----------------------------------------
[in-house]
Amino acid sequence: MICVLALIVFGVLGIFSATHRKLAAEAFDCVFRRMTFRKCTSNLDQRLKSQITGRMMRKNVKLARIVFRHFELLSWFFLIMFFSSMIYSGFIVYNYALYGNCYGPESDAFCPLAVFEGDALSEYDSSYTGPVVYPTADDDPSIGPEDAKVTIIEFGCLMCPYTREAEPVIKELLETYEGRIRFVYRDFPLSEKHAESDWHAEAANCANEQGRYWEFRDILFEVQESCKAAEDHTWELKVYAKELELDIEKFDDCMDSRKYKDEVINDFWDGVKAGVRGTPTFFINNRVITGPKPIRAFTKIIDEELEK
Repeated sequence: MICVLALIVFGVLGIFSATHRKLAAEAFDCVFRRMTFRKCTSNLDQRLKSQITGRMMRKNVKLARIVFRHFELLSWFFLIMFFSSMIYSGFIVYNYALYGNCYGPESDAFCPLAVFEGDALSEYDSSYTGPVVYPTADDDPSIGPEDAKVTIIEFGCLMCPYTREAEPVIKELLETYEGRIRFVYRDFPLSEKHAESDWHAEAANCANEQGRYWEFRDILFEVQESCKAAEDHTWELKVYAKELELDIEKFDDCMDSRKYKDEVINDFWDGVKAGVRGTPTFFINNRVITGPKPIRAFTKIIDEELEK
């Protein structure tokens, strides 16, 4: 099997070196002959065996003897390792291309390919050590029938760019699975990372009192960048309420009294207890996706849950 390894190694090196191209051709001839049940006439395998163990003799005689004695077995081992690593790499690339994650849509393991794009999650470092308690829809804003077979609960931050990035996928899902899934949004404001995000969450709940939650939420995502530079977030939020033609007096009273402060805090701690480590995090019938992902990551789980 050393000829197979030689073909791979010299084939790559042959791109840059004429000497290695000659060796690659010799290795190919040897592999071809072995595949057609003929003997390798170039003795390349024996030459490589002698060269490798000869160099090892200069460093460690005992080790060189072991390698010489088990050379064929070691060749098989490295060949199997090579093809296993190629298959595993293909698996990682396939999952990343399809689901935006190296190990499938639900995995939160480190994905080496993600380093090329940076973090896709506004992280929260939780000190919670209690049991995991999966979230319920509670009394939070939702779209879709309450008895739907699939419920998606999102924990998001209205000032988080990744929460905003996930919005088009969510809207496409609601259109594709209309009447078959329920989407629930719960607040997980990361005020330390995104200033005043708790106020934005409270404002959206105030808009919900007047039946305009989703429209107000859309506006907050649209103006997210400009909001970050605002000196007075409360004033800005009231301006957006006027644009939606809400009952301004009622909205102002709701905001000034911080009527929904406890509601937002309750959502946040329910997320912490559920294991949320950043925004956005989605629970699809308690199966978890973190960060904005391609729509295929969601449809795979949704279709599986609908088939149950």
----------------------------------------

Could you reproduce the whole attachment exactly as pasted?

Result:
[in-house]
Amino acid sequence: MICVLALIVFGVLGIFSATHRKLAAEAFDCVFRRMTFRKCTSNLDQRLKSQITGRMMRKNVKLARIVFRHFELLSWFFLIMFFSSMIYSGFIVYNYALYGNCYGPESDAFCPLAVFEGDALSEYDSSYTGPVVYPTADDDPSIGPEDAKVTIIEFGCLMCPYTREAEPVIKELLETYEGRIRFVYRDFPLSEKHAESDWHAEAANCANEQGRYWEFRDILFEVQESCKAAEDHTWELKVYAKELELDIEKFDDCMDSRKYKDEVINDFWDGVKAGVRGTPTFFINNRVITGPKPIRAFTKIIDEELEK
Repeated sequence: MICVLALIVFGVLGIFSATHRKLAAEAFDCVFRRMTFRKCTSNLDQRLKSQITGRMMRKNVKLARIVFRHFELLSWFFLIMFFSSMIYSGFIVYNYALYGNCYGPESDAFCPLAVFEGDALSEYDSSYTGPVVYPTADDDPSIGPEDAKVTIIEFGCLMCPYTREAEPVIKELLETYEGRIRFVYRDFPLSEKHAESDWHAEAANCANEQGRYWEFRDILFEVQESCKAAEDHTWELKVYAKELELDIEKFDDCMDSRKYKDEVINDFWDGVKAGVRGTPTFFINNRVITGPKPIRAFTKIIDEELEK
């Protein structure tokens, strides 16, 4: 099997070196002959065996003897390792291309390919050590029938760019699975990372009192960048309420009294207890996706849950 390894190694090196191209051709001839049940006439395998163990003799005689004695077995081992690593790499690339994650849509393991794009999650470092308690829809804003077979609960931050990035996928899902899934949004404001995000969450709940939650939420995502530079977030939020033609007096009273402060805090701690480590995090019938992902990551789980 050393000829197979030689073909791979010299084939790559042959791109840059004429000497290695000659060796690659010799290795190919040897592999071809072995595949057609003929003997390798170039003795390349024996030459490589002698060269490798000869160099090892200069460093460690005992080790060189072991390698010489088990050379064929070691060749098989490295060949199997090579093809296993190629298959595993293909698996990682396939999952990343399809689901935006190296190990499938639900995995939160480190994905080496993600380093090329940076973090896709506004992280929260939780000190919670209690049991995991999966979230319920509670009394939070939702779209879709309450008895739907699939419920998606999102924990998001209205000032988080990744929460905003996930919005088009969510809207496409609601259109594709209309009447078959329920989407629930719960607040997980990361005020330390995104200033005043708790106020934005409270404002959206105030808009919900007047039946305009989703429209107000859309506006907050649209103006997210400009909001970050605002000196007075409360004033800005009231301006957006006027644009939606809400009952301004009622909205102002709701905001000034911080009527929904406890509601937002309750959502946040329910997320912490559920294991949320950043925004956005989605629970699809308690199966978890973190960060904005391609729509295929969601449809795979949704279709599986609908088939149950």